FAA looks to adopt gender-neutral language in policies and procedures

Avatar for Jen NevansBy Jen Nevans | October 28, 2021

Estimated reading time 5 minutes, 13 seconds.

In an effort to shift away from gendered terms and encourage a more diverse set of individuals to join the aviation industry, the Federal Aviation Administration (FAA) will host a virtual Inclusive Language Summit in November. 

Female drone operator
The FAA is seeking to replace gendered terms like “unmanned aircraft system” with more neutral ones like “drone.” Nalinee Supapornpasupad/iStock Photo

The agency announced the upcoming event at its recent Drone Advisory Committee (DAC) meeting when the FAA shared recommendations it received that support the adoption of gender-neutral and inclusive language across the aviation community.  

Earlier this year, the FAA tasked a DAC sub-group to explore the viability of using more inclusive language in FAA’s policies, documents, and public correspondence, and provide recommendations that organizations across the industry can implement.  

“We really appreciate this, and the level of thought that this sub-group applied to the task was really amazing,” said Abby Smith, executive director of aviation policy and plans at the FAA, during the DAC meeting. “We understand how complicated the topic is and acknowledge the research and attention to detail the DAC put into this recommendation was quite tremendous.” 

DAC’s four recommendations include adopting gender-neutral language, implementing a standardized style guide, applying the style guide effectively in all new documents and materials while reworking existing documents, and expanding this communication to the broader aviation industry.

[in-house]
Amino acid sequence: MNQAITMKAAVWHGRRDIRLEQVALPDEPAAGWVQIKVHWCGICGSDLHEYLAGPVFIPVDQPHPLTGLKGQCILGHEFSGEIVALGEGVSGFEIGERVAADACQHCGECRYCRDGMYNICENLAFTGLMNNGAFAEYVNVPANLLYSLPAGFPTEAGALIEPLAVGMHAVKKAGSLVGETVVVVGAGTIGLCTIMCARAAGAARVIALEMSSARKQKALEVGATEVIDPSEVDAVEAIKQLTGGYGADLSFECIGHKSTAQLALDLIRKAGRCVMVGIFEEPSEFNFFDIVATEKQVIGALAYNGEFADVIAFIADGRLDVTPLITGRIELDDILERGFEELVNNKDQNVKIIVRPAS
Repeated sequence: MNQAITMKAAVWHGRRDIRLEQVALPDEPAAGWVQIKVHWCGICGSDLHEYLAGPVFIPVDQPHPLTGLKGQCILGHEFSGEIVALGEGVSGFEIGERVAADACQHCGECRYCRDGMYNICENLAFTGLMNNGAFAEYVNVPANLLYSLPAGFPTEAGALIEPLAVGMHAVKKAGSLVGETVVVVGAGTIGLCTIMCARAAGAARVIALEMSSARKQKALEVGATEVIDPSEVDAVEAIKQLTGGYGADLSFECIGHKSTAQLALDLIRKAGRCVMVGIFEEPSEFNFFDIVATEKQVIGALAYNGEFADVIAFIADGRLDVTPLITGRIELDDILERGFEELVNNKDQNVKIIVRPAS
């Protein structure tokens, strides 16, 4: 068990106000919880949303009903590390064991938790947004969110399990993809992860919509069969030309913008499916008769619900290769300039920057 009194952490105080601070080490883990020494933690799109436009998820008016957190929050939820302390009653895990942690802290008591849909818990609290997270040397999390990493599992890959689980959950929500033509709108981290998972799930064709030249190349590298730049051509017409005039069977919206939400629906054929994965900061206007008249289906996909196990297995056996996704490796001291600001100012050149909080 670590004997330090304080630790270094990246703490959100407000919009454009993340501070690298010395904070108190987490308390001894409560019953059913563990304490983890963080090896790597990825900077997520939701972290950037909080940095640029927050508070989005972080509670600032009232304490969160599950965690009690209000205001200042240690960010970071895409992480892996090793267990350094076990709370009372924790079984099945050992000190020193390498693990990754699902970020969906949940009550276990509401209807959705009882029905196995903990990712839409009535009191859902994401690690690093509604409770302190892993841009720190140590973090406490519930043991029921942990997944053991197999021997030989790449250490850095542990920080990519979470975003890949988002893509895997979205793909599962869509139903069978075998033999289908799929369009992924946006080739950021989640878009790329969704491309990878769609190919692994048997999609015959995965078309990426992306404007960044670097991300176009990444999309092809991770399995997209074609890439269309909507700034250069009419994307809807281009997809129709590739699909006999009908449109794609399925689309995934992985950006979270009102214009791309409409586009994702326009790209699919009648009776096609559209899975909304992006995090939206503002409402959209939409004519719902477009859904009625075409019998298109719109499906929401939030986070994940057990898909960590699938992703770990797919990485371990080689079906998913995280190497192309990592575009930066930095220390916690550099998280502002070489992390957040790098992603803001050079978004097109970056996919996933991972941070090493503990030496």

Smith said many of the terms the DAC proposed are not new words in aviation. One of the proposed changes includes replacing “unmanned aircraft system” (UAS) with “uncrewed aircraft system” in the short term, and then pushing for “drone” to be used as the appropriate term for UAS in the long term. Other proposed changes within the report include replacing “repairman” with “technician,” and “airman” with “aviator.” 

“In order to pull this off, we need everyone to work together,” said Smith, adding that diversity, equity, and inclusion are critical building blocks for unleashing and maximizing innovation. “Embracing diversity and inclusion is going to have a significant impact in bringing all the voices into the conversation. It is really going to take all of us [working together].” 

The FAA is hosting the virtual Inclusive Language Summit as the first major step to bring everyone to the table to discuss adopting gender-neutral and inclusive language.   

The summit will take place on Nov. 10 from 10 a.m. to 12:30 p.m. ET, and will be livestreamed on FAA’s Facebook, YouTube, and Twitter channels. The FAA is looking for all members of the public to participate. This includes stakeholders in public agencies, academia, not-for profit institutions, individuals working in diversity, equity, inclusion, and accessibility, and the aerospace community.  

Registration is not required, and summit attendees will be able to ask questions, comment on DAC’s recommendations, and provide additional input to the FAA during the event. Written comments or recommendations can be sent to DEIA@faa.gov no later than Nov. 30, 2021. Comments from the summit will help expand on the work already done in this area and assist the FAA in developing policies and procedures that are inclusive.  

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